LAKE PLACID, N.Y. -- Vinny Lecavalier was here once before, to watch his younger brother play.
That was certainly fun for Lecavalier and his family, but to actually take the ice at the Lake Placid Olympic Center was a far different experience -- much better than sitting in the crowd cheering on Clarkson University.
“It means a lot,” Lecavalier said. “I’m Canadian, but the hockey history obviously is a lot, coming to this arena. It’s great, it’s a beautiful town and we’re happy to bond as a team.”
It’s impossible to enter this building, and especially the actual rink on which the 1980 U.S. team surprised the world and won Olympic gold, without being hyper aware of a sense of what was accomplished here. That’s true for the many visitors who come through the Center every day on tours, but even more true of the 27 Flyers here for camp -- their coaches, too.
“It’s important for Americans and for USA hockey,” Adam Hall said. “You have milestones, that for the longest time for the Soviet Union and Canada were so dominant. To be such huge underdogs at that time in American history was something that the American people really rallied around. I think that’s why it was such a big deal.
“The World Cup of hockey in ’96, the World Juniors, you just go down the line, there’s been some great milestones in the USA hockey programs. It’s nice to see.”
Hall is one of only three Americans on the Flyers’ training camp roster -- Hal Gill and Chris VandeVelde are the others.
Even those who weren’t alive at the time of the Miracle on Ice are excited to spend time at a place so important to the growth of their sport.
“It’s pretty cool,” VandeVelde said. “There’s a lot of history here. You grew up hearing that story. You always look back at it. It’s definitely neat. I’m excited to see the town and kind of get more acquainted with it.”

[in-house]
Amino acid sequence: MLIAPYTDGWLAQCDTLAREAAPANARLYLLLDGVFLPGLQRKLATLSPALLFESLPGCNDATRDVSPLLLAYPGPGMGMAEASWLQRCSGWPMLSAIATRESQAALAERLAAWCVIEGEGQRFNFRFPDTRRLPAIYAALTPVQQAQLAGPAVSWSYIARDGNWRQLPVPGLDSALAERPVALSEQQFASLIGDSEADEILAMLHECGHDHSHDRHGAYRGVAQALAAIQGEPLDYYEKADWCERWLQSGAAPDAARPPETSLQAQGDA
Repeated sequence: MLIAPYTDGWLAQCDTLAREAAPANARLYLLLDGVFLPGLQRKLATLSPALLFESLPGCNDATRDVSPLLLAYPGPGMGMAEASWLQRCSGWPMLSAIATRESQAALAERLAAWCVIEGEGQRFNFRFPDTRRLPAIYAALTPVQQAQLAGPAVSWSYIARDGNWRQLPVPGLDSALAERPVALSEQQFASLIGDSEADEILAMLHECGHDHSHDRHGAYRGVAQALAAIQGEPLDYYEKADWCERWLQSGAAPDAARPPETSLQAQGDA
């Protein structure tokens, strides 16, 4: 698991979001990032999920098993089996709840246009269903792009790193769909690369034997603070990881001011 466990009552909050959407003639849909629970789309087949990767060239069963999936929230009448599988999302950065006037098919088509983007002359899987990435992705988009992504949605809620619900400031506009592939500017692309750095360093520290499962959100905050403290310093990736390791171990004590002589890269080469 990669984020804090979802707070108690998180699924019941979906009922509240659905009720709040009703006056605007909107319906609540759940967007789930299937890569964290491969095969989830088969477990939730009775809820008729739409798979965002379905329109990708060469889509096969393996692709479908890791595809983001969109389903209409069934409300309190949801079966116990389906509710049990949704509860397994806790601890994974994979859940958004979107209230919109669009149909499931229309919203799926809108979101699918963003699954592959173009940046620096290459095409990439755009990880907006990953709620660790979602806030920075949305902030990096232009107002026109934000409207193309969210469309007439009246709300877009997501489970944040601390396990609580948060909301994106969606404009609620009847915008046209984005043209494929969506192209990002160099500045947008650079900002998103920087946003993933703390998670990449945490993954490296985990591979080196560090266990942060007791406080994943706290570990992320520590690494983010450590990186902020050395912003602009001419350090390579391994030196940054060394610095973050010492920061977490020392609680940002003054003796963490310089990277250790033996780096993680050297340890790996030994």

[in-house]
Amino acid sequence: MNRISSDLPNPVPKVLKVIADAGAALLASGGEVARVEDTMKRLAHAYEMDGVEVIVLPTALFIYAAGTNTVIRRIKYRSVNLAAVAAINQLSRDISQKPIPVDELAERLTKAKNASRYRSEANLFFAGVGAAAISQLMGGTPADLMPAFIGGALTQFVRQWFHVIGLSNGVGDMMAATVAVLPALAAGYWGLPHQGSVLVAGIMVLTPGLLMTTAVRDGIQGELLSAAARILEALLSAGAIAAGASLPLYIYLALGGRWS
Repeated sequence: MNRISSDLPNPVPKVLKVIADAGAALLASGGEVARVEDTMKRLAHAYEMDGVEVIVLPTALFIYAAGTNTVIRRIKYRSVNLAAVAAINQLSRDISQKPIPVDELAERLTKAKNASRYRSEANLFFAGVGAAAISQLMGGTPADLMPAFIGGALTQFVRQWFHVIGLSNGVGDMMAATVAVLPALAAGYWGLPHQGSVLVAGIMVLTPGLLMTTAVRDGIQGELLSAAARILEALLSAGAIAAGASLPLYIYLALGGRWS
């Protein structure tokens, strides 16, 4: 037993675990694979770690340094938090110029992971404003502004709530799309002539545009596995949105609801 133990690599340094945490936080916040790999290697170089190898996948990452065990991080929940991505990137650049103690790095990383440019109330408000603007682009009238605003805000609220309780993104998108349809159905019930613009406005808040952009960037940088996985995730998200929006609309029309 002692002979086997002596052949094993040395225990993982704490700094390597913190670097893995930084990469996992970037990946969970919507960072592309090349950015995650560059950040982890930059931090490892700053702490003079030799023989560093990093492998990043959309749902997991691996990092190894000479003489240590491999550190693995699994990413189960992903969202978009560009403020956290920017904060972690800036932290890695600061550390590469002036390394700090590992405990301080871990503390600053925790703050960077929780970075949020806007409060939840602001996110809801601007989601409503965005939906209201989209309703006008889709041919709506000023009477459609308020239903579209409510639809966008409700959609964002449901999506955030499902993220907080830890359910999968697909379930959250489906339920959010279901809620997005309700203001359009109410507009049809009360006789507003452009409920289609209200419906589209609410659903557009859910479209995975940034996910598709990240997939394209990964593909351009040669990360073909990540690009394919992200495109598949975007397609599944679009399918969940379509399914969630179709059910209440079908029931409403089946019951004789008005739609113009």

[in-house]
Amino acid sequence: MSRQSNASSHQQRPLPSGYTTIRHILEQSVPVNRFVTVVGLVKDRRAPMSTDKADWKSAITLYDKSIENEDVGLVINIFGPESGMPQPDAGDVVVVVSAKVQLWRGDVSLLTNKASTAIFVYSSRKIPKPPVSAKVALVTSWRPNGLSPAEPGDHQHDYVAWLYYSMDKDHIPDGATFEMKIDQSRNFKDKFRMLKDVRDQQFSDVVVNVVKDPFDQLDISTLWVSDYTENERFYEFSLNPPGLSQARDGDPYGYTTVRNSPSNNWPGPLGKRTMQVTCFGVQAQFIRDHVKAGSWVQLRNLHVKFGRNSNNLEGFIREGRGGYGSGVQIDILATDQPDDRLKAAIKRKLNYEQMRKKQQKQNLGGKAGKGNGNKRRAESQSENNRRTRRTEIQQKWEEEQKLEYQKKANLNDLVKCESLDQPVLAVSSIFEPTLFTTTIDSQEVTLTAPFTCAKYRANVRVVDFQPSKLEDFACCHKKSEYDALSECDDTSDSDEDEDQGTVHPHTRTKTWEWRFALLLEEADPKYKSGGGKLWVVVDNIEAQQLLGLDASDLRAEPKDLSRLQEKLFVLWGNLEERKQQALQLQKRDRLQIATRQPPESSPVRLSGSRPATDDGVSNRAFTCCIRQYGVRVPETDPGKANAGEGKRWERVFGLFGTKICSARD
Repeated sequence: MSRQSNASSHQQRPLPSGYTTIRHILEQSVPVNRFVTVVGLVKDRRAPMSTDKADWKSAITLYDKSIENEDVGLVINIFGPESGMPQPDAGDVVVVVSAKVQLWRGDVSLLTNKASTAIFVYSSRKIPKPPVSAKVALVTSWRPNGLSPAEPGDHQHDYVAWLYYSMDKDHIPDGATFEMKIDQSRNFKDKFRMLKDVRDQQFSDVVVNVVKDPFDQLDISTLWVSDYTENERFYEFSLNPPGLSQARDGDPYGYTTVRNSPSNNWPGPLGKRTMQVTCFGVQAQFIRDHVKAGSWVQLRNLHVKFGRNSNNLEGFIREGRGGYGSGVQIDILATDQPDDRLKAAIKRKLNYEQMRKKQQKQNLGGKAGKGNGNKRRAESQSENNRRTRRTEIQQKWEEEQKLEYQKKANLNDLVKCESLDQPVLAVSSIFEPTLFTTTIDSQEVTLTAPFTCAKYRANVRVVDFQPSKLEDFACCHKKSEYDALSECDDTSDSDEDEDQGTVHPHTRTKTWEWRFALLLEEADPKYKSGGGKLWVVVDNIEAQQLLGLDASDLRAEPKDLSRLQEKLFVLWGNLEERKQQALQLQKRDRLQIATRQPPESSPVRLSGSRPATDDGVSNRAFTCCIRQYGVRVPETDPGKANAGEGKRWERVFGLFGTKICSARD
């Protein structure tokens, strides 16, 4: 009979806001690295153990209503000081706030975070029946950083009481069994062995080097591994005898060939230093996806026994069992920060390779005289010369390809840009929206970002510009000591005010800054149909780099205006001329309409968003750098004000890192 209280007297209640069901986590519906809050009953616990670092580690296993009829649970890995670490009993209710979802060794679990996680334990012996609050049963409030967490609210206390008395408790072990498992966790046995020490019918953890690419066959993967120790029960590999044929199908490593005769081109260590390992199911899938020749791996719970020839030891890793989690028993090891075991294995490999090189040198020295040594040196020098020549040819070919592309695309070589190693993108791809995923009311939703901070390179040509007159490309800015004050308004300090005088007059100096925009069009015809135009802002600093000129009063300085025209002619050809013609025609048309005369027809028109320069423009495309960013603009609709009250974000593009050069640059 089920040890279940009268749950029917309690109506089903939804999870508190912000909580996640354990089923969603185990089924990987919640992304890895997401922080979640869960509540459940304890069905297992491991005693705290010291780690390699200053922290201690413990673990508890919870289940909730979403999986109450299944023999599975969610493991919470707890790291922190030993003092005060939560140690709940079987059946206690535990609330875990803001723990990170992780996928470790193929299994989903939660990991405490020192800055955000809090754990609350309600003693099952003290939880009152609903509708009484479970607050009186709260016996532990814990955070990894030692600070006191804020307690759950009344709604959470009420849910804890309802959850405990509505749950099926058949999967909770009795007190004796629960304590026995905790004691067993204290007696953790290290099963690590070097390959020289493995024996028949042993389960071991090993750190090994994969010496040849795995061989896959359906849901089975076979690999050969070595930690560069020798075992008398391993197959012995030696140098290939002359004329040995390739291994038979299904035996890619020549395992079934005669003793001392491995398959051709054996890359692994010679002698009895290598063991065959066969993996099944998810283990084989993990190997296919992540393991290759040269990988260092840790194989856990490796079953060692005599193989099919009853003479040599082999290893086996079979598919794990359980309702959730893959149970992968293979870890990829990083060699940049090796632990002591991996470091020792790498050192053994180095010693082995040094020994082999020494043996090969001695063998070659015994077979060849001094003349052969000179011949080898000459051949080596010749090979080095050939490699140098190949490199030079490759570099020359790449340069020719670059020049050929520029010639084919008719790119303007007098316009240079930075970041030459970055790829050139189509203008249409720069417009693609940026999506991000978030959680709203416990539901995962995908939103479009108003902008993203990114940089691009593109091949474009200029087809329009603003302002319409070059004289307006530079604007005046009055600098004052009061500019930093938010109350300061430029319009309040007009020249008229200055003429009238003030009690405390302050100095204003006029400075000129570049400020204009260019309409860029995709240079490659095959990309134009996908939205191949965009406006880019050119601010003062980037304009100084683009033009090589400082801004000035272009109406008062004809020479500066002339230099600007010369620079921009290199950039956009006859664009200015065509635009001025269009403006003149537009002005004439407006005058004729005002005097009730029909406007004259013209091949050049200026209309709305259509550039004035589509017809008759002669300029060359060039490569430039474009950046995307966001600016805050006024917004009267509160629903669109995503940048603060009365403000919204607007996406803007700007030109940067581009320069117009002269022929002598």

While there’s business to attend to on the ice while they’re here, the Flyers aren’t just in Lake Placid to perfect coach Peter Laviolette’s systems in a historical setting. They’re here to get some time away from Philadelphia, to get to know each other better in a small town away from their friends, families and daily routines.
There are “Welcome Philadelphia Flyers” signs peppered around all over town -- at shops, restaurants and the town’s only movie theater, where the full team will take in a show Thursday night.
As Lecavalier said, they’ll be spending “basically 24 hours a day” together.
“It’s fun,” Claude Giroux said. “I’ve never been here before. We came straight [to the rink after getting off the plane], so I haven’t had time to look around. But I know we have a couple activities this weekend. I heard it’s a very nice place. I can’t wait to see it.”
The conditions at the Olympic Center aren’t exactly glamorous. The locker room in which the U.S. team dressed before their gold medal game hasn’t been updated since 1980, in fact.
But those minor inconveniences -- small locker rooms, rough ice, having to balance on rubber sheets as they walk across concrete from rink to rink -- adds to the experience of history, according to Hall.
“It’s an old building,” he said, “but you can feel a connection with the past and things that happened here.”